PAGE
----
Did you get your letter yet? No, not the announcement that you have won a million dollar sweepstakes. The Internal Revenue Service plans to send letters soon notifying certain taxpayers that the agency has certified their delinquent debt. If you are seriously behind on your taxes, this may not be a surprise to you. However, you may not realize that a recently passed law allows the IRS to take drastic measures to claim the money it says you owe.
Most people deal with the IRS once a year when they file their tax returns. However, if you are like many taxpayers here in New York, you continue to deal with the IRS because the agency claims you owe more money than you believe you do. The IRS launches an investigation into your financial life looking for sources of payment, and you disagree with its assessment. So what do you do next?
Getting mail from the Internal Revenue Service (IRS) is enough to give anyone heart palpitations. If this letter is sent to inform the recipient of a potential audit, those heart palpitations can turn serious.
Those who hold foreign financial accounts may not understand the tax implications. In some cases, the presence of the account must be disclosed by filing certain forms. Depending on the amount, anyone holding a foreign account may need to file a Report of Foreign Bank and Financial Accounts (FBAR). This document is required by the Treasure Department's Financial Crimes Enforcement Network (FinCEN).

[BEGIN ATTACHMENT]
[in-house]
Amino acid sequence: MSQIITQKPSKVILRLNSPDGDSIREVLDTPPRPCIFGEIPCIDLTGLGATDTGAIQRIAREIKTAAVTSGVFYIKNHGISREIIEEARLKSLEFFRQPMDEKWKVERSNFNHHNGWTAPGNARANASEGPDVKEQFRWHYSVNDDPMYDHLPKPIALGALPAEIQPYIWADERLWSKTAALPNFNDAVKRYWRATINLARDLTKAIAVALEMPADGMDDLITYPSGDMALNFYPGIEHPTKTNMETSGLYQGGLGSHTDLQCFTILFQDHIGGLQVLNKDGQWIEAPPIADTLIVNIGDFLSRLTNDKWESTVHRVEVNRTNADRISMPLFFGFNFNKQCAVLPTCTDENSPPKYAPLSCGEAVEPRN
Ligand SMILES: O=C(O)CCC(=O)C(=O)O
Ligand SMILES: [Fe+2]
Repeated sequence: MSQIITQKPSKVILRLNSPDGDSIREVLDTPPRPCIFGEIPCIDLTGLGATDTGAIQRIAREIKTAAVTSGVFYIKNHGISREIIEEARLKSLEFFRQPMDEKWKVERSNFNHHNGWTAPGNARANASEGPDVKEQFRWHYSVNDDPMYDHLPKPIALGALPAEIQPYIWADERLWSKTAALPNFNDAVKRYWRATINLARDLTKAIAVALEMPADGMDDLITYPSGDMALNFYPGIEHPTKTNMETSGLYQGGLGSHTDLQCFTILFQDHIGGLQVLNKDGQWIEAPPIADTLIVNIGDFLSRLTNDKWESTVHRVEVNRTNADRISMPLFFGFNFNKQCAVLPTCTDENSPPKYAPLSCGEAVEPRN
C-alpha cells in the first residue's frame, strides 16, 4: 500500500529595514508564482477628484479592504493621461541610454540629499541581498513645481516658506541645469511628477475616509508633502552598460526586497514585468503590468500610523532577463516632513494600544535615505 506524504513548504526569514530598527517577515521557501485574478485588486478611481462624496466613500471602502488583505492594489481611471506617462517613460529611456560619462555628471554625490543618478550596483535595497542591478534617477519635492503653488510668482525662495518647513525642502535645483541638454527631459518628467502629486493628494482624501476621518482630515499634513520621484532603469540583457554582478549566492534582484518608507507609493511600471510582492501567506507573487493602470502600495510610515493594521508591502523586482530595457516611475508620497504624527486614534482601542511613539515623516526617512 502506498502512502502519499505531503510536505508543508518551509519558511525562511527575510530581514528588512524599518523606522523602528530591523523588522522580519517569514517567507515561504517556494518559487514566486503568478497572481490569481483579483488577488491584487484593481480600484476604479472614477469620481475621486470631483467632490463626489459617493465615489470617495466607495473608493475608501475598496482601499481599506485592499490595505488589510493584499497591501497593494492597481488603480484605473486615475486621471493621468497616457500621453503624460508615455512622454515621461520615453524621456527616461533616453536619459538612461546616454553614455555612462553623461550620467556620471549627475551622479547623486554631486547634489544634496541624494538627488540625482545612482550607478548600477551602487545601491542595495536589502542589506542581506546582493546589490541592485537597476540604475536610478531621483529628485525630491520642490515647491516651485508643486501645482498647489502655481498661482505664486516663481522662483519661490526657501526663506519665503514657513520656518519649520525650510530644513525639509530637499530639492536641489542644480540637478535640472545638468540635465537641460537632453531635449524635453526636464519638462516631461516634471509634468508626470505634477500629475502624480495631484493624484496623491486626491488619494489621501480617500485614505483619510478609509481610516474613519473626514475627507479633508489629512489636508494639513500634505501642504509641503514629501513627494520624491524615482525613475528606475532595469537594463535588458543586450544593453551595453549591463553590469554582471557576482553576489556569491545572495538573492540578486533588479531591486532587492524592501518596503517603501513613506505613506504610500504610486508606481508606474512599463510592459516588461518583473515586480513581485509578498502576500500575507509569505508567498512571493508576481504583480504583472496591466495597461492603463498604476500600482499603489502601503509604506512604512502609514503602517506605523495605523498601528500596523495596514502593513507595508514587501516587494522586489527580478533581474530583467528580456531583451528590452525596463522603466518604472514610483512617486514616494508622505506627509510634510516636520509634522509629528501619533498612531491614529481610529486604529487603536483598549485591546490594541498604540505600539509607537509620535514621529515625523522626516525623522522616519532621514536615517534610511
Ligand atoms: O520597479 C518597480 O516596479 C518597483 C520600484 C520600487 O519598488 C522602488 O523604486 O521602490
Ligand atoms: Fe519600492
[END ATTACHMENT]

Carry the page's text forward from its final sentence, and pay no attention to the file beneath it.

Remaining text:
Think you don't need to report that offshore account to the IRS? Think again. A recent article in Forbes reports that the Internal Revenue Service (IRS) is hardly done with searching for unreported offshore accounts.
The IRS announced today in IR-2016-137-
Legislation quietly passed last year in Congress may prevent you from traveling abroad if you owe a significant amount of tax debt. The law, initially proposed in 2012, did not gain overwhelming support from Congress and the President until 2015. The enactment, part of H.R.22, adds "Revocation or Denial of Passports In Case of Certain Tax Delinquencies" (Section 7345) to the tax code. It grants the State Department the power to revoke, limit, or deny a passport to anyone with a considerably delinquent tax debt exceeding $50,000. That amount includes penalties and interest, which add up quickly. The IRS compiles the list of offenders and gives the State Department the green light to cancel or deny passports.
Doing business abroad can be beneficial, but entrepreneurs that are considering expanding abroad or who currently do so should be aware of tax implications. The Internal Revenue Service (IRS) has increased efforts to find and prosecute those who use foreign markets as a means of avoiding tax obligations.
The Internal Revenue Service (IRS) is continuing its crackdown on foreign accounts. Those who have assets in accounts in countries other than the United States, or even signatory authority of such accounts, are required to report the accounts to the IRS. A failure to do so can result in serious penalties, including steep fines and potential imprisonment.
Generally getting a knock on the door, phone call or letter in the mail is a pleasant experience. Maybe a friend or family member is checking in to say hello, or that pizza you ordered is getting delivered. However, this pleasant feeling quickly fades when you open the door, pick up the phone or open that letter and find the Internal Revenue Service (IRS) is asking questions about your taxes.